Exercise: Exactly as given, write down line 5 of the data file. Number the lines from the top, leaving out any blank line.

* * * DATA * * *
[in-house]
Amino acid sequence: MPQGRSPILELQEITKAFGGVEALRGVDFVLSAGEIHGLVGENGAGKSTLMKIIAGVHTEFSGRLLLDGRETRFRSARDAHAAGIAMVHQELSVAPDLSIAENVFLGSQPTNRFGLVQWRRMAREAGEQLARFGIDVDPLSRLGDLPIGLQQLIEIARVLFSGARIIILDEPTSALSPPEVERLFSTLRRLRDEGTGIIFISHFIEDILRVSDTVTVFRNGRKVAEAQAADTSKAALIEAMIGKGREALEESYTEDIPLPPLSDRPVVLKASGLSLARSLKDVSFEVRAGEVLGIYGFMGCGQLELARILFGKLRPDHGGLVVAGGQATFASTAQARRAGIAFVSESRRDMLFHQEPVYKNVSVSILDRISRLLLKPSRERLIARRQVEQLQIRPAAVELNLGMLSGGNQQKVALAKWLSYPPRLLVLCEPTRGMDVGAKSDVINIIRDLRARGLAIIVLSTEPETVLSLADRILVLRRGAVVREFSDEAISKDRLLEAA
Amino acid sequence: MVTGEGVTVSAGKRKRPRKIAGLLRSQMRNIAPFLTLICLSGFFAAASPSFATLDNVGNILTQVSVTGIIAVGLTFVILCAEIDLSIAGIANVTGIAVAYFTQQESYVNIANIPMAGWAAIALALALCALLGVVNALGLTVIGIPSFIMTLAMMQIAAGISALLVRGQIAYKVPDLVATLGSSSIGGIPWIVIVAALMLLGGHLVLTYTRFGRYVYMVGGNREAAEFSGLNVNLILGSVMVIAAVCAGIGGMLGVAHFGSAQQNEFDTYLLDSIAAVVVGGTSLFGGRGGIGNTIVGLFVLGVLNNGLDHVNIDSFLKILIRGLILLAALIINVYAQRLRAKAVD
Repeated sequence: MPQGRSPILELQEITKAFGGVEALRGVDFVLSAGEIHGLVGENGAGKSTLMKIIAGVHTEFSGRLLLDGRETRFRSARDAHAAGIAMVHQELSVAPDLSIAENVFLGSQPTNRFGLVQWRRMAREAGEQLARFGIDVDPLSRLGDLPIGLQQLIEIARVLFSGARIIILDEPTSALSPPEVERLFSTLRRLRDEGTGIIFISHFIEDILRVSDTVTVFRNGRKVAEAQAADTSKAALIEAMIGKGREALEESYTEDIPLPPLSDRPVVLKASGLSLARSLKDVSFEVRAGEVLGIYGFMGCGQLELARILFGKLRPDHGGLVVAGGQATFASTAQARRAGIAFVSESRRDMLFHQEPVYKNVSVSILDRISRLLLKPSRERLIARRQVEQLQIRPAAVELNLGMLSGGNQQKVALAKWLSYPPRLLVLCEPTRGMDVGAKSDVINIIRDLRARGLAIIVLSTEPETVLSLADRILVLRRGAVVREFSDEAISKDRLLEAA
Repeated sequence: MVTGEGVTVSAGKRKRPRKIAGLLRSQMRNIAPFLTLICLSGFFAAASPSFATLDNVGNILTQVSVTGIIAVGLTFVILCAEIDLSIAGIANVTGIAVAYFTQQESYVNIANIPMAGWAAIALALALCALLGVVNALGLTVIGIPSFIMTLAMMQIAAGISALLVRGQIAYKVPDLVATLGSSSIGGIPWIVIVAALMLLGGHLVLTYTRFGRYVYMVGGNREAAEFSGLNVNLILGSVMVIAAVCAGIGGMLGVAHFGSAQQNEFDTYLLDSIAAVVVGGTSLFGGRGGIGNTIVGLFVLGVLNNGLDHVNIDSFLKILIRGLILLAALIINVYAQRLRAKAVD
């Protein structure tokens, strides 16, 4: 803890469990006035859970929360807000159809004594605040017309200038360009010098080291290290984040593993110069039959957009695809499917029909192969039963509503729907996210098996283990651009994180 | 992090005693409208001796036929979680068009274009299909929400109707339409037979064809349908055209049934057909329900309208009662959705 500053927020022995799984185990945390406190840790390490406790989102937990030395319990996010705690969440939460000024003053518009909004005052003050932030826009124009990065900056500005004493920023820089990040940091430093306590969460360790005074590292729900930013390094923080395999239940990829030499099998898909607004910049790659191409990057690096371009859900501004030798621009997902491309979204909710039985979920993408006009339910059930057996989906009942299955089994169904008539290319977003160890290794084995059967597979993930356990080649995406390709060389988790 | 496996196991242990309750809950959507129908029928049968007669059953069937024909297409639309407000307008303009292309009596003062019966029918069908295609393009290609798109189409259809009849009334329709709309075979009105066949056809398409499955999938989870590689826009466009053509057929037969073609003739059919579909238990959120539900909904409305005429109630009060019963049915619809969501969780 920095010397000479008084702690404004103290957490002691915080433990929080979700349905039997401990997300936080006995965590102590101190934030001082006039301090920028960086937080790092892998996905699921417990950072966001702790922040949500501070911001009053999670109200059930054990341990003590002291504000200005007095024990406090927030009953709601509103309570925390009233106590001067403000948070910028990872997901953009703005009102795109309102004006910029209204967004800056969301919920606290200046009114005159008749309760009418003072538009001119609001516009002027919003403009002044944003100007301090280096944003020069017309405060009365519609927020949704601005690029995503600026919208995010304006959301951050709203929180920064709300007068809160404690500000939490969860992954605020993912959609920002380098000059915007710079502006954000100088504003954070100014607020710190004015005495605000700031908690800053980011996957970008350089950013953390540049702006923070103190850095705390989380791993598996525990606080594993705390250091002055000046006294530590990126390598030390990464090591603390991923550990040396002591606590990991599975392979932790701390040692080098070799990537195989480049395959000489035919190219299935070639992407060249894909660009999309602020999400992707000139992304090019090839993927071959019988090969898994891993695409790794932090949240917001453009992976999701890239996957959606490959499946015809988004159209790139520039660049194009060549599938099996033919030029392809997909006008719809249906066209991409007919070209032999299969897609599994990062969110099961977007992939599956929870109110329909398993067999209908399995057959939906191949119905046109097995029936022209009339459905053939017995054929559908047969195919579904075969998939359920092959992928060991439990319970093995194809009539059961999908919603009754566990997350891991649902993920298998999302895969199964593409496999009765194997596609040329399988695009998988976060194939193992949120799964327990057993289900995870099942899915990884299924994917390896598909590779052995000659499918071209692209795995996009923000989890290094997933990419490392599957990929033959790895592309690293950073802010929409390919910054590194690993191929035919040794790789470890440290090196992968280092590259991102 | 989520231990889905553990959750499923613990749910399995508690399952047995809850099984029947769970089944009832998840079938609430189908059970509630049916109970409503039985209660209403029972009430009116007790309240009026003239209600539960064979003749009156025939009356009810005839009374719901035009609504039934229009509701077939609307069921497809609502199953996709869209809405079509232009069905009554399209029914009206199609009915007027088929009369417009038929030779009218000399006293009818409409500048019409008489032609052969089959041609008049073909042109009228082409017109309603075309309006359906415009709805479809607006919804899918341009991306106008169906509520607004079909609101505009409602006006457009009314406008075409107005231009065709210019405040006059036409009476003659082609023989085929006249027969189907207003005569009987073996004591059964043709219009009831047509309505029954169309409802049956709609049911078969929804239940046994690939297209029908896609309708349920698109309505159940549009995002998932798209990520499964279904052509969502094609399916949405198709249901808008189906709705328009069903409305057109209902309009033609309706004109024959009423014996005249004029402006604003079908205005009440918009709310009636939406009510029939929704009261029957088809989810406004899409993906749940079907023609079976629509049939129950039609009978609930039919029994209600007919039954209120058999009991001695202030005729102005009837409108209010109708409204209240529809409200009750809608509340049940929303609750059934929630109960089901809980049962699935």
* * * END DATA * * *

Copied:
Repeated sequence: MVTGEGVTVSAGKRKRPRKIAGLLRSQMRNIAPFLTLICLSGFFAAASPSFATLDNVGNILTQVSVTGIIAVGLTFVILCAEIDLSIAGIANVTGIAVAYFTQQESYVNIANIPMAGWAAIALALALCALLGVVNALGLTVIGIPSFIMTLAMMQIAAGISALLVRGQIAYKVPDLVATLGSSSIGGIPWIVIVAALMLLGGHLVLTYTRFGRYVYMVGGNREAAEFSGLNVNLILGSVMVIAAVCAGIGGMLGVAHFGSAQQNEFDTYLLDSIAAVVVGGTSLFGGRGGIGNTIVGLFVLGVLNNGLDHVNIDSFLKILIRGLILLAALIINVYAQRLRAKAVD